longer to pay the taxes there were
letting their lands go back
sagebrush. Mr. Snook came
More Difficulties Ahead.
Next to the senatorial nomination
the selection of candidates for county
commissioners is causing anxiety,
There are supporters in numbers
***'- **F**»v a^aui wnil
the democrats, even going so far as
to urge that Peter McKinney ought
himself to run. A compromise was
suggested in the selection of Charles
A. Beers for one of the commission
er candidates, but there was no way
pou. ted out as sure to win the elec
lion, in which all the candidates u
more or less interested.
Everything for Harmony.
John W. Snook, former represen
Insistent Demand for n Democrat,
: - the representative of this county
tirst, stamling always for the we I
fare of the state with no ulterior
plans and ambitions to subserve.
Filings for nominations since the
last report have been those of W. VV.
Simmonds for auditor and recorder,
Franc- Hall, Jr., for county attor
ne;, and John W . Snook for represen
tative. all republican*. Others a!
ready determined upon are those of
h. 1 . MaJoy, democrat, for auditor
and recorder, and W. l>. Ru-k, «lern
«»crat, for commissioner.
Old Friends Meet Again
wra «
* ^\\.
7s :
X-î f ^ - --T
-■/M i.
OU Boy!
«ÿreAwiBE.RK'f I
s \ \
\' -X'^ ~
Wr->t .
tj C
,/^r *— -
lautoia'.f«! naqit
finest growth
- ;
_____ ____
The« is standing on Manhattan
tiact belonging to Harry Kelly the
of alfulfa und clover
anywhere to be seen in all these parts
A careful estimate places the yield!
from the first cutting at 75 tons from j
the small patch of 10 acres. Neighbors
have come from all around to re* the -,
Wunder! ul growth. Mr. Kelly used
i>out three times the usual amount 1
seed, or 31 pounds to the acre for j
high, while in the h iv field the growth
land to the waist Une of Old Man
High pockets.
Perhaps the most remarkable fca
tpre connected with this remarkable
Ifroducti. n i- the u*ct that the lnnd
that grows such a prodigious hay
crop as this was never plowed at all
hut w as seeded to hay lireet from
sagebrush, the wild brush being re
iBovcil in the usual way.
, -- '
BOISE, Idaho, June 14.—State and |
county taxes lor 1921 decreased more |
>'*are issuer! yesterday by the state
t, ureau 0 f p U blic accounts.
Increases of more than $1,000,000 in
gpfciai taxes levied by schoo! districts,
ciu ,. s an(| villaRW ^ hi>fhway dis- i
show the net result to lie an in
VSZ&STAZ ........ - -
Idaho's total taxation hill in 1920
' vas $20,fi.>3,985.07 and in 1921 it w. s
WRnGJttU.M. More than half of the
taxes are for the special taxing
districts of the state.
'täte bureau,
j " |
Overland to Salem,
Mr - an 1 Mrs. J. G. Sheurin are
,euvin » r Salmon to make their new
honH ' at Salem, Oregon, traveling by
i. - - ay jyj,. {.hear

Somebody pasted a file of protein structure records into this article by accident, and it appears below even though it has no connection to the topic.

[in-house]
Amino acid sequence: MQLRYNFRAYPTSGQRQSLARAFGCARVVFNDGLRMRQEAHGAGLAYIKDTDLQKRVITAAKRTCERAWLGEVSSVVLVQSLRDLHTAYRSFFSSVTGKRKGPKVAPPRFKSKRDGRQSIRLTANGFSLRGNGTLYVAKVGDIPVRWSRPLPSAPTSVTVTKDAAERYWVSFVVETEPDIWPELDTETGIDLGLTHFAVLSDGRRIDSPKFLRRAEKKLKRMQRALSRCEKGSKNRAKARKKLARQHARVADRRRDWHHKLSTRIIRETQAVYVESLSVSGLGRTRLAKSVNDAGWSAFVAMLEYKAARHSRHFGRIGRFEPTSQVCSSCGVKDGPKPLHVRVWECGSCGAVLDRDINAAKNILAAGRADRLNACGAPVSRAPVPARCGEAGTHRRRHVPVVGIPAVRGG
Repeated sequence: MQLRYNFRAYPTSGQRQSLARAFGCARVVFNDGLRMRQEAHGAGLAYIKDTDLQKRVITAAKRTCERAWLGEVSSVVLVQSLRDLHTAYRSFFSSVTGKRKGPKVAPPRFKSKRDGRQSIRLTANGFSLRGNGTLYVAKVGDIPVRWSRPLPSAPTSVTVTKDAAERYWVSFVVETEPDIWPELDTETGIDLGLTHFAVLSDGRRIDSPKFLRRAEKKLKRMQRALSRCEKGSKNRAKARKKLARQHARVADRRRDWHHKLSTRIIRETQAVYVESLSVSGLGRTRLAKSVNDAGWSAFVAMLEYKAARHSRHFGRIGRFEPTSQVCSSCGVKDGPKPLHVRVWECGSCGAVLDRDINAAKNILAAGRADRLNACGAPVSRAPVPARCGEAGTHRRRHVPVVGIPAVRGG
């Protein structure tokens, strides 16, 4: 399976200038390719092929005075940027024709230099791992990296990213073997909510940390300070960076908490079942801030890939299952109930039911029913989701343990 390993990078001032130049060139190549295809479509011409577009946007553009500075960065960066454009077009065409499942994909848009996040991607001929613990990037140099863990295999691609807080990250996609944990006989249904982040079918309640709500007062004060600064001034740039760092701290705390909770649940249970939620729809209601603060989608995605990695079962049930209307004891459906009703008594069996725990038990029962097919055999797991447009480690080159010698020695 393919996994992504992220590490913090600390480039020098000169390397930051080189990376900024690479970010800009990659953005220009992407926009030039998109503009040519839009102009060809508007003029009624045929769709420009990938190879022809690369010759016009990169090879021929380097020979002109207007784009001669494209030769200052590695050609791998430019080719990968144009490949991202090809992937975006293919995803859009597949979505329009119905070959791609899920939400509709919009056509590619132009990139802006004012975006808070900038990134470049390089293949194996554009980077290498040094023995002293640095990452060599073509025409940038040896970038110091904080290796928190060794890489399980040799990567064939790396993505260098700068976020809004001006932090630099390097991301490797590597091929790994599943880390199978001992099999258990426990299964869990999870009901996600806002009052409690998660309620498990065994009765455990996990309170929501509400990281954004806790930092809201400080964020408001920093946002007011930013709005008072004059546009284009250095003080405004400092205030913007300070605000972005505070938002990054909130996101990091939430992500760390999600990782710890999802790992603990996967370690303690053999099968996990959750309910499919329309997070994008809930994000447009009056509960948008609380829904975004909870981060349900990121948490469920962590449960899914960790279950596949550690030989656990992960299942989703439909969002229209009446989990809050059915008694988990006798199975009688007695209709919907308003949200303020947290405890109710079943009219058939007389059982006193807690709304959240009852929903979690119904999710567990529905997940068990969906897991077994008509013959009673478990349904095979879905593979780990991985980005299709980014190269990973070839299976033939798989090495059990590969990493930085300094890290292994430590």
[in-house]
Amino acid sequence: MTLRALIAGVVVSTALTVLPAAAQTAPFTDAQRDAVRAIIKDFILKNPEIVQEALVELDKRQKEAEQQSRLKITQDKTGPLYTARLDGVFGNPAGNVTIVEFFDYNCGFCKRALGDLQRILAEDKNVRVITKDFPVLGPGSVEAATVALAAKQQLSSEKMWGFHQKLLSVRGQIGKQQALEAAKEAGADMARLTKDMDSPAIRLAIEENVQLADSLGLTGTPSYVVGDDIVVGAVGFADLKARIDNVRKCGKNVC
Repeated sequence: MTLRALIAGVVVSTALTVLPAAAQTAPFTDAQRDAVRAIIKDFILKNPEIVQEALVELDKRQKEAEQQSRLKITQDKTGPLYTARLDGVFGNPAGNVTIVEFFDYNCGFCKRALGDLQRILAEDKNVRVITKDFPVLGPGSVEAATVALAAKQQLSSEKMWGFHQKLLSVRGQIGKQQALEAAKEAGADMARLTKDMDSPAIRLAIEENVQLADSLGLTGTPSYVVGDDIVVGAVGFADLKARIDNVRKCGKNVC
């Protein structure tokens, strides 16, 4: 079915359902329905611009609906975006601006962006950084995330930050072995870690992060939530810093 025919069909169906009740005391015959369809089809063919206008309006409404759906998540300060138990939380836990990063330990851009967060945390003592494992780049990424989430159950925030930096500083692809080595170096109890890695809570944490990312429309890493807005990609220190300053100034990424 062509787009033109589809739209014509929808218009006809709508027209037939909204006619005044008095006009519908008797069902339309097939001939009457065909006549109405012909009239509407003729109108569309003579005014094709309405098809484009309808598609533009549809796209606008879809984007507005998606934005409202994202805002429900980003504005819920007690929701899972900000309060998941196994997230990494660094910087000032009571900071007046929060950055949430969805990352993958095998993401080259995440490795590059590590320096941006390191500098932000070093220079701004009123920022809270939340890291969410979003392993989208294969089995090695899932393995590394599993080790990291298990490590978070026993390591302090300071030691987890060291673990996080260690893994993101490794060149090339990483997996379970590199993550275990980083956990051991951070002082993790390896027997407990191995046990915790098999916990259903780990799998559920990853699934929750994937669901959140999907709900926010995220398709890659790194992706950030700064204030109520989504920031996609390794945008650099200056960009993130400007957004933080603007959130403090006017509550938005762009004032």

standRrtl bred
of July races
eding on his
^ron train. On hi
m expects to enter his
stallion at the Fourth
in Boise before proc
long jouney. Mr. Shearin
terested with a large real
whence he
Uusines r
come to thi.
June 29-30
Lewis Stone, Jane Novak and all
least. Music by IJUAKLKS~and~H AN
KH). Prices 40c and 20c
Don't mis« this one.
Candidates Slew in Filing
One per cent of the salary of the
office sought is the filing fee for all
candidates who enter the primaries.
I bus the candidate for the office of
auditor and recorder pays $20, sheriff
$18, assessor $18, an I so on through
the list, one hundreth of the annual
salary attaching to the office being
the fee required in every case. The
end of next week, July f, will be the
limit of these filings, la- s than hull
the candidates required to fill up the
tickets of the two parties have al
ready made filings, hut the office , arc
r*e»t to iw- permitted to go begging and
»ext week will be harvest time for the
If> c collector of these fees at the
court house.
The Eye Specialist. Dr. II. II. Scar
borough, will h,- at !he Shemm hotel,
Salmon. S/ituradj June 24 fin
meUrod» give results for headaches.
•liz/in« -s and <•) «■ defects.
A meeting of the members of the !
Democratic dub of Lemhi county is ,
called to be held at the Farm bureau i
on Tueaday evening, June 27, at 8:30
o'clock. The object of the meeting is
to form a permanent organisation and
'to diacuas auch matters as may prop
erly come before it. All persons in
terested in the economical and effic
it ' nl management of county and state
government ire urged to be present.
President of temporary organisa
If you are willing for George to do
every thing political in Lemhi county.
don't squeal if he consider« his own
interest« more than he doe* vouro
An opportunity for vou to take an in
tere*t in your own business will he
the democratic meeting to be held at
the l->rm Bureau Tuesday evening,
June 27,1922.
$300,000 LAND SALE
Negotiation* pending for the past
few days for tha sale of the extensive
holdings and livestock of the Lemhi
iUrchail &. Irrigation company, com
" c . r ** of l lun,, *
lf> uml '«w-tock,
DU\e let minuted in a sale of the prop
i . f , , r.w Ct * r P'*r*»t.<.n
lî®!*' r ° r th< ' ^e cut, «'n of the
...... ,. ,
erties, according to a telegram re
ceived yesterday morning by Peter
McKinney, long time manager, from
un associate owner, H. II. Boomer, re
questing the seal of the corporation
The purchaser was not disclosed.
The transfer includes all the Hugel
and Barracks ranches and grazing
lands, in fuct all the company's hol«|
ings except the Peterson ranch and
equipment on Kirtle.v creek. It was
raid that more than $300,000 was the
consideration. One hundred dollars
Mr. McKinney has given these
ranches his personal attention for
many years, greatly improving them
and adding to their value. It is 1«
lieved that the sale will materially
benefit him.
It is said that E. C. Lloyd, G. G.
Ragtey and F. Babcock, all of Spo
kane, are the buyers or their
tentatives in tlm deal.
Milt Merritt, an wering a writ is
sued at the instance <>I the count) at
torney charging Merritt with assault
with a deadly weapon upon ls-e Ram